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Wilson, Officer Edwin

End of Watch: 
Wednesday, September 24, 1919
Seattle P.D.

On Wednesday morning, September 24, 1919 at 3:10 a.m., Mr. H. N. Bell called Seattle Police. He had been waiting for a friend at the corner of 21st Ave. and Madison St. when he saw two men get into a violent argument. One of them drew a pistol and fired a shot. The two subjects ran away when Bell yelled at them.

SPD Motorcycle Patrol Officers F. R. Gladwin, Claud Rix, R. R. Moulton, and Edwin Wilson, 29, were dispatched to the call from Police Headquarters at 400 Yesler. The officers conducted a search for the two subjects, but did not find them. Shortly before 3:30 a.m., the officers headed back to Police Headquarters via Madison St. Just west of 13th Ave., Officer Wilson’s motorcycle hit an unknown object in the road. The motorcycle skidded along the curb for about thirty feet and then hit a telephone pole. Officer Wilson was thrown into the middle of Madison St. between the street car tracks. Officer Bell administered first aid to Wilson while Officer Gladwin telephoned for help. A police car arrived and rushed Officer Wilson to Providence Hospital. He died less than one hour later. Officer Edwin Wilson was the first SPD Motorcycle Officer to be killed in the line of duty. He was unmarried, and was survived by his parents and siblings including his brother, Rollo Wilson, a Seattle police officer. Rollo retired from service in 1942. Edwin’s funeral procession on 11-28-1919 included sixteen police motorcycles. Officer Edwin Wilson is buried at Washelli Cemetery.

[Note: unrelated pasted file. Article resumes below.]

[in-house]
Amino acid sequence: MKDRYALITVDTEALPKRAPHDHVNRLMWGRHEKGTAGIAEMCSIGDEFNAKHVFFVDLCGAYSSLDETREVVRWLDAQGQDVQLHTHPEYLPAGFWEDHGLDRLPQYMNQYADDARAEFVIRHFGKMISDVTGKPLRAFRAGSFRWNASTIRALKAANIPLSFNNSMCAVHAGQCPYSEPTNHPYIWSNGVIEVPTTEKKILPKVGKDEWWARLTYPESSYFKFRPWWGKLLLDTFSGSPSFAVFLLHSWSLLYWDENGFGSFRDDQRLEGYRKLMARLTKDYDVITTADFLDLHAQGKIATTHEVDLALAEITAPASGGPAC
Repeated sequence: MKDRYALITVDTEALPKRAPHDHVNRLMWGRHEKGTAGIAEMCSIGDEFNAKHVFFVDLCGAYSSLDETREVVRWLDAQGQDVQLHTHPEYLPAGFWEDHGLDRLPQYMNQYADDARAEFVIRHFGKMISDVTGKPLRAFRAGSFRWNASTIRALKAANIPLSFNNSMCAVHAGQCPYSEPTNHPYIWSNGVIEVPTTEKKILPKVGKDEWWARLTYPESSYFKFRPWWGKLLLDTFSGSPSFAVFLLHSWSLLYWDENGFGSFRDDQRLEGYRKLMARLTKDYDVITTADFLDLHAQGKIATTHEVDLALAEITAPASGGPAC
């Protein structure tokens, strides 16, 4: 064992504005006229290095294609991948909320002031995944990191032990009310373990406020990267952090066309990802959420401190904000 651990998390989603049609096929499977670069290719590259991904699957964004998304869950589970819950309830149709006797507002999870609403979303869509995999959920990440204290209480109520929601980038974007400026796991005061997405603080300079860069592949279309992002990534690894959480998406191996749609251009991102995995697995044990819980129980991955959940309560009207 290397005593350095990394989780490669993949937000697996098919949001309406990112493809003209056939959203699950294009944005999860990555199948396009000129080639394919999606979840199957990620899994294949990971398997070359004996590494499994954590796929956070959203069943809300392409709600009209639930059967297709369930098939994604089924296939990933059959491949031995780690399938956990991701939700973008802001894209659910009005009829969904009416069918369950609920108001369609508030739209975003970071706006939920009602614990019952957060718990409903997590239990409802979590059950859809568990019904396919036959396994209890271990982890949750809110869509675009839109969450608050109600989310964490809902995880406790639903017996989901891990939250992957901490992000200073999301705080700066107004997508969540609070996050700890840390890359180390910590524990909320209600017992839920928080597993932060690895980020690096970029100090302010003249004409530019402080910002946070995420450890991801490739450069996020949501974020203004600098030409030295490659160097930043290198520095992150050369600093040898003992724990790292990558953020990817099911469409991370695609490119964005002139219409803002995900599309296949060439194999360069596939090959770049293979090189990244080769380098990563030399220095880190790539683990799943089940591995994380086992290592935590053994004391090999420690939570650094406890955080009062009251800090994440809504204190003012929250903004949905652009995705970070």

Edwin Wilson was born in Seattle, Columbia City, on November 11, 1889 to Mark and Margaret Wilson. He was raised in Rainier Valley, and attended Columbia School. He worked for several years at a Seattle hotel as a bellboy and clerk. He was commissioned as a Seattle police officer in December 1913. After the start of WW I, Wilson enlisted in the U.S. Navy. He was assigned to the Navy Intelligence Department, and served in the Pacific before being transferred to Europe where he saw service in France and Italy. He was honorably discharged in the summer of 1919, and returned to his duties as a Seattle police officer.